There’s something about Bombay monsoon.
The way the rain just descends upon the landscape like a passionate lover – all thunder and lightning and storm one moment, and soft drizzle and dreamy breezes the next. The muggy moments where the heat of the earth rises into the air in a glorious rush of fragrance. And the soothing caress of a cool sea-wind that hangs, salty and scented, in the aftermath of a sweltering post-rain evening.
It’s dangerous, that kind of a thing.
Makes you think about things you have no business thinking about, contemplate options you wouldn’t dare to consider otherwise and end up doing things with a reckless disregard for stuff like common sense, practicality and rational thought.
Like getting drenched in a thundershower, for instance. A logical thought points out that it’s unwise to do so, due to factors like the high risk of water-borne diseases like malaria, and the common occurrence of the common cold, in this weather. But instead of heeding it, you carefully lock that thought away in a dark corner of the mind (“I want you to sit there and think about what you’ve said!”), and let the other thoughts have their way.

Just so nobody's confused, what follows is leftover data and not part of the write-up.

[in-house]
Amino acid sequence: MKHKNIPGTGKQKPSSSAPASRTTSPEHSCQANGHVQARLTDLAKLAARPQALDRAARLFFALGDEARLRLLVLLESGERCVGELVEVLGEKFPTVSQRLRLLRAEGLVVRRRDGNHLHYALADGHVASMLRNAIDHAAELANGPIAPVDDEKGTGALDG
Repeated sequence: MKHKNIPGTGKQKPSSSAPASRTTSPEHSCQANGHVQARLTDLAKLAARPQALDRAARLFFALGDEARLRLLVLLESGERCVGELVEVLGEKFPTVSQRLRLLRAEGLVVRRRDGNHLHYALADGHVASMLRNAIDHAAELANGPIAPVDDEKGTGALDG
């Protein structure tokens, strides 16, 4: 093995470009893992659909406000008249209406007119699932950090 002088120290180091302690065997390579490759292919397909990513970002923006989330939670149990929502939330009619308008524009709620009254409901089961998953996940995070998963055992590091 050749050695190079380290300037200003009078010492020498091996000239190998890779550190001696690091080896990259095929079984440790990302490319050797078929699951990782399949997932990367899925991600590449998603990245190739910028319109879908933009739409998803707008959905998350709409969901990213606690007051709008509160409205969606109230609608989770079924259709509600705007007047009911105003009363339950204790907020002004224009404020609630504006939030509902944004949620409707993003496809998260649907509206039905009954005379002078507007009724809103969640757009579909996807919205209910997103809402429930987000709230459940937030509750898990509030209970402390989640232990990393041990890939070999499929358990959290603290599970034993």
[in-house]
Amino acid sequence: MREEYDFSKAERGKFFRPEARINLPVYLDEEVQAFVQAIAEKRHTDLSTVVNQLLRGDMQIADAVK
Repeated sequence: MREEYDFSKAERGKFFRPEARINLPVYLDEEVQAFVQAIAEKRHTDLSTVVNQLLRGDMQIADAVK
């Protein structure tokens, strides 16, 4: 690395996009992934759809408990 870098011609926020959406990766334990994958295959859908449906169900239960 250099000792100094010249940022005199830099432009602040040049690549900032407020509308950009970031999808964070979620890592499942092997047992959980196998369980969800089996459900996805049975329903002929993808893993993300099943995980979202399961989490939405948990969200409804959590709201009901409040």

Dangerous thoughts, which dwell over the lovely shivers down your spine, when a sea-wave sprays you with its saline whispers at Marine Drive. Or the unparalleled sensation of biting into a hot bhutta generously doused with lemon, salt and chilly powder, even as the rest of your cold, wet body shakes uncontrollably in the wind. Or the indescribable pleasure of a steaming hot filter coffee (at Coffee House, the best, most authentic kaapi joint in Bombay) swallowed in hungry gulps through chattering teeth. And believe you me, thoughts like these are pretty hard to resist.
Which is why, if you ask any true-blue Bombayite if s/he has experienced romance during the monsoon, they’ll respond with a fervent yes. If you’re single, it’s the romance of longing. If you’re not-so-single, it’s the romance of coupling. If you’re recently heartbroken, it’s the romance of hope and healing. No matter what your current romantic status, if it’s monsoon in Bombay, you’ll find romance. Or something like it.
Either way you look at it, I’m not complaining…